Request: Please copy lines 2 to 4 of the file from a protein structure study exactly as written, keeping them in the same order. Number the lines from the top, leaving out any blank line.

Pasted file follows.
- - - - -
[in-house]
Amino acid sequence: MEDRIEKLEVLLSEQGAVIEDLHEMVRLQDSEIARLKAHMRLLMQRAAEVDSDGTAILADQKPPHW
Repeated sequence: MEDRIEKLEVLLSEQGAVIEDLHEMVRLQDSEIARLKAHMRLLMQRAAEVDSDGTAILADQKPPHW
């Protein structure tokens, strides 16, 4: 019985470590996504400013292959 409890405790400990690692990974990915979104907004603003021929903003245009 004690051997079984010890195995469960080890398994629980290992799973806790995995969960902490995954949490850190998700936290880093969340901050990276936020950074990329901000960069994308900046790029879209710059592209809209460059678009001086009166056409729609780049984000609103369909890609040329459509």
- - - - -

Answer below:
Amino acid sequence: MEDRIEKLEVLLSEQGAVIEDLHEMVRLQDSEIARLKAHMRLLMQRAAEVDSDGTAILADQKPPHW
Repeated sequence: MEDRIEKLEVLLSEQGAVIEDLHEMVRLQDSEIARLKAHMRLLMQRAAEVDSDGTAILADQKPPHW
């Protein structure tokens, strides 16, 4: 019985470590996504400013292959 409890405790400990690692990974990915979104907004603003021929903003245009 004690051997079984010890195995469960080890398994629980290992799973806790995995969960902490995954949490850190998700936290880093969340901050990276936020950074990329901000960069994308900046790029879209710059592209809209460059678009001086009166056409729609780049984000609103369909890609040329459509």